Tax implications of leasing vs. purchasing farm equipment

Tax implications of leasing vs. purchasing farm equipment

Many factors in the agricultural economy are leading farmers to consider leasing new equipment purchases instead of an outright purchase.  It’s important to consider both the pros and cons to this decision and consider what effect lease vs. purchase decisions have on the tax return.

Pros

Leasing equipment can make a positive change to your balance sheet.

Reducing debt will improve the debt to asset ratio for a farm that has equity in asset. We will also see improvement in the current ratio and working capital of the operation by removing that current debt from the balance sheet. Some lending institutions will include the upcoming lease payment as a current debt so this pro may depend on the individual.

Leasing will keep you from having an asset that depreciates.

Most farm equipment depreciates rapidly. The last few years have certainly been an exception to that generalization but we are seeing the trend of prices for used equipment dropping again. One argument that is often made in the case for a lease is that you don’t see that depreciation because you don’t own the asset. On the other hand, by not owning you will never build equity in the asset. The importance of this depends on the individual operation’s goals.

  • A young or beginning farmer may look at leasing equipment as a means to freeing up their leverage ratio to allow their equity to be used to purchase land someday.
  • A small farmer may not have enough acres to spread out the ownership cost of a combine and leasing could allow him to use a good machine without such a large outlay (although the minimum hour requirements of many leases take this advantage out).
  • An operation that routinely trades equipment every year or two wouldn't have built equity in the asset anyway.

Cons

Taxes

Most financial institutions that furnish equipment with lease agreements put taxes at the top of their list of reasons you should lease equipment, but as a tax preparer, I list taxes as the top con.

Tax law certainly allows that rental or leasing of farm assets is an “ordinary and necessary business expense.” It also clearly defines what is NOT considered a lease but rather a Conditional Sales Contract in IRS Publication 535.

In the leases I see there are many factors that trip the IRS rules, but the most common is certainly a lease that has a stated or imputed interest value or does not have a true fair-market value buyout schedule in the end. In simpler terms, a true lease will not have an equal payment as the buyout, there won’t be a stated interest rate, and you won’t gain any equity in the asset.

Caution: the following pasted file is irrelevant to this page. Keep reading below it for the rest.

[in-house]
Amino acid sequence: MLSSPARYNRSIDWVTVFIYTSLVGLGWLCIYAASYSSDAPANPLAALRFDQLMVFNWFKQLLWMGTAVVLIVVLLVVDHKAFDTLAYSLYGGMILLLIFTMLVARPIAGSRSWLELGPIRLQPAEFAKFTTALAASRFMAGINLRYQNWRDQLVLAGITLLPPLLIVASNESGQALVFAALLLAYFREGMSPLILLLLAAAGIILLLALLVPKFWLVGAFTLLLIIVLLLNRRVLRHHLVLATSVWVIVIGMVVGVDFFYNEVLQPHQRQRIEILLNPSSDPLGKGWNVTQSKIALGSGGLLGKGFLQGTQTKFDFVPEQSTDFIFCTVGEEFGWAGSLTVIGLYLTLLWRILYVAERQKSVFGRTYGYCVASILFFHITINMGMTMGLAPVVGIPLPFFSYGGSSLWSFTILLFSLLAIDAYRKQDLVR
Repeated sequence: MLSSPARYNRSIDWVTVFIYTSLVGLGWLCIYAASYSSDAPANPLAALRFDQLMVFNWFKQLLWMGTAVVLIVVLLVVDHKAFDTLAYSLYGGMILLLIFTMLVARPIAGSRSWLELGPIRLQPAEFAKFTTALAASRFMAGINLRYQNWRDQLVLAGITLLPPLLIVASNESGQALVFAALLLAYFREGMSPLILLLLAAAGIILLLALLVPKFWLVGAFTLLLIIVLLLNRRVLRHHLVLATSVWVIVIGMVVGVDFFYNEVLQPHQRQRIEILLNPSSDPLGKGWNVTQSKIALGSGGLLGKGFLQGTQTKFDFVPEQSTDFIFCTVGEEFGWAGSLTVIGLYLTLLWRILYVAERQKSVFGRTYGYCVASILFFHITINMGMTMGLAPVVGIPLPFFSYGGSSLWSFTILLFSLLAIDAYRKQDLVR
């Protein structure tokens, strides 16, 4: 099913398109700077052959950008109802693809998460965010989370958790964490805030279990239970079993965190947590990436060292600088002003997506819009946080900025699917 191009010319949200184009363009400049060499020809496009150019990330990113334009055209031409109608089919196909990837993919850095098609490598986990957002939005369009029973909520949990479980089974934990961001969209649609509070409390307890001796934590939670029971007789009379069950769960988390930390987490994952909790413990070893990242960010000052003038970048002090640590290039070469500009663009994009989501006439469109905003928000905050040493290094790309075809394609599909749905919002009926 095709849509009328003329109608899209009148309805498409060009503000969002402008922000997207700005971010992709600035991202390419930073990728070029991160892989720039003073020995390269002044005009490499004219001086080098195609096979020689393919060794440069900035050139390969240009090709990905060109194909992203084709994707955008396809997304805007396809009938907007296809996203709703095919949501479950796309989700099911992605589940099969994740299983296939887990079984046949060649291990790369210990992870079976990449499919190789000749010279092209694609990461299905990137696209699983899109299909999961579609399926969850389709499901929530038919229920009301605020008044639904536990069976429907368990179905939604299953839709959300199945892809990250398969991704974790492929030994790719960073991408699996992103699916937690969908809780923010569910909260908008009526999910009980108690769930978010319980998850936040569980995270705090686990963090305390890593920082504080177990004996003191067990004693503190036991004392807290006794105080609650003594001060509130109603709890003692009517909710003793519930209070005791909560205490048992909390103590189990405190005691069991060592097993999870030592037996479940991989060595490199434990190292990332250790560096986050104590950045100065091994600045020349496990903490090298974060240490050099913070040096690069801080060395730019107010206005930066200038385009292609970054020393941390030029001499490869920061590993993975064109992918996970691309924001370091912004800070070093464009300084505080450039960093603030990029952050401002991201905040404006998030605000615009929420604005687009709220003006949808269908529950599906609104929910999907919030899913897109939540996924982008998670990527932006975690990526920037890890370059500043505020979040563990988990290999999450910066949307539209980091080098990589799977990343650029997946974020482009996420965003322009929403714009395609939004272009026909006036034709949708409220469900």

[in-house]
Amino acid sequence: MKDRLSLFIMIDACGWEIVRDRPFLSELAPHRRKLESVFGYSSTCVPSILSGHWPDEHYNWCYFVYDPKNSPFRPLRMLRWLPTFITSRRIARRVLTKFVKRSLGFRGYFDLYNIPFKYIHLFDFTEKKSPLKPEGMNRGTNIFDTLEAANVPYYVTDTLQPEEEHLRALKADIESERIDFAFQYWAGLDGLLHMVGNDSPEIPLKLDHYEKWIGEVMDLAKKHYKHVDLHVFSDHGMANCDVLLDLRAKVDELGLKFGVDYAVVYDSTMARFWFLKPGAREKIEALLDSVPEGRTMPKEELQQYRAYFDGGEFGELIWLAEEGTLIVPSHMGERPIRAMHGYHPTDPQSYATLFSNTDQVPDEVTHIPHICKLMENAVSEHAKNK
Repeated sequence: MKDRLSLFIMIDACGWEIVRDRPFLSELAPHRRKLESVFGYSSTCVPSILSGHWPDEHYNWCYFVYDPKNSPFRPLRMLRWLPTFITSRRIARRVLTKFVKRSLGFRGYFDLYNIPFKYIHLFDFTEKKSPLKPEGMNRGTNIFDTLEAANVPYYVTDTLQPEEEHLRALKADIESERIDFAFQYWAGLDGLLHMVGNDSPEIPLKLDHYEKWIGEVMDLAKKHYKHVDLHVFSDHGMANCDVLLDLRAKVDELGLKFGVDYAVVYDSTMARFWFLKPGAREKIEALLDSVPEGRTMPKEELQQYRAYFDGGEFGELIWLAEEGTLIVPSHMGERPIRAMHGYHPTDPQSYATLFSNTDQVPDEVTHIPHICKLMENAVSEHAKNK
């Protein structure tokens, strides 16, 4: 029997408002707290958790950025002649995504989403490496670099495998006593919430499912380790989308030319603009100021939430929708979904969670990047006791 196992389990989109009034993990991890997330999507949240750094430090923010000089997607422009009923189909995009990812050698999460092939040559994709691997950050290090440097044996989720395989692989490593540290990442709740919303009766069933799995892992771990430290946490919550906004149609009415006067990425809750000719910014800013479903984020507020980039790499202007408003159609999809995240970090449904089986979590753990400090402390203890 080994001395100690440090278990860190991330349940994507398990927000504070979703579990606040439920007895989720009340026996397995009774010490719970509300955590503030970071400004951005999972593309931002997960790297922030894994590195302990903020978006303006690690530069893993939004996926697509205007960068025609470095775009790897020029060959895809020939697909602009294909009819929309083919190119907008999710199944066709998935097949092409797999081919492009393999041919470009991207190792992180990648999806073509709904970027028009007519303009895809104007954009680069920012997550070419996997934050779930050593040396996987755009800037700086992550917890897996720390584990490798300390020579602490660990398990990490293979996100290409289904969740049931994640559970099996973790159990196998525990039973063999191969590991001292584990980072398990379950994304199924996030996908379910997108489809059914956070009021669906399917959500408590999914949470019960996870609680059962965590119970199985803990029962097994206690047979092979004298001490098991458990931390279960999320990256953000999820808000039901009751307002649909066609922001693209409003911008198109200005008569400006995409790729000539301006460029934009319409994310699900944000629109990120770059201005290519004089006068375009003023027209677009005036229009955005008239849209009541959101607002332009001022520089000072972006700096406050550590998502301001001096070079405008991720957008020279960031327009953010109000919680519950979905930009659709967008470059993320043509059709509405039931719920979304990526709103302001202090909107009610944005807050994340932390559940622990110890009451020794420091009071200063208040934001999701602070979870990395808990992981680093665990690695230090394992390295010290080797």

Deferred Tax Gain

Whenever a producer moves from owning an asset to leasing one, we have to deal with the sale of the old asset.  Even if the dealer allows a “trade-in” of the value of the owned tractor on the lease of a new one (which pokes further holes in the IRS view of a true lease), it is not a qualified like-kind exchange because you don’t own the new tractor.  This means that you will need to recognize the gain on the sale of the old tractor when you dispose of it.  If we had a tractor with a FMV of $100,000 and $0 basis assuming we’ve used all the depreciation (likely with the enhanced depreciation that we’ve enjoyed the past few years), you have a $100,000 gain and could easily recognize a $20,000 or higher tax bill as a result.

No Equity Builds

Regardless of IRS’s definition of a true lease, there are management concerns with never building equity.  We looked at a few types of operations that may benefit from having a lease but there is a long term downside to never building equity in the major pieces of equipment.  Operations who can get ahead of the debt load and build equity in equipment will have that net worth and eventually improved cash flow for not having the make those debt payments.

Conclusion

When a producer asks me whether he should lease or purchase an asset, I often step back and evaluate the question based on two purchase options, throwing out the tax benefit of a “lease” until I find a lease agreement that meets IRS guidelines.  

Examining one farmer's options

As an example, I had a producer call with just this question.  He had been trading tractors every two years for many years and had recently switched to every year.  The salesman was back with what they could do to trade this time. 

  • The quote was $85 per hour for two tractors that had a combined 1,200 hours or $102,000. 
  • The lease option was a two-year commitment.  It was $30,000 per year, per tractor for 1,200 hours or a total of $60,000 per year. 

The producer called me with the tax concern of selling his current tractors and the fact that he wouldn’t be building equity with the lease option.  On the other hand he was thinking he would be locking in the equity he’d built in his current machines.  He had already dismissed the option to purchase and we discussed the option of not trading at all.  His current loan payment was about $50,000 making this option the best for cash flow and reducing his expenses.  Obviously, at some point, equipment needs to be replaced, but now is a great time to reconsider “habits” built during times of prosperity. 

While understanding the tax implications of any decision is important, I encourage the producers I work with to look at this decision as to which one makes the most management sense (lower payments, better interest rate, etc.) for their operation.

Originally posted by University of Nebraska.

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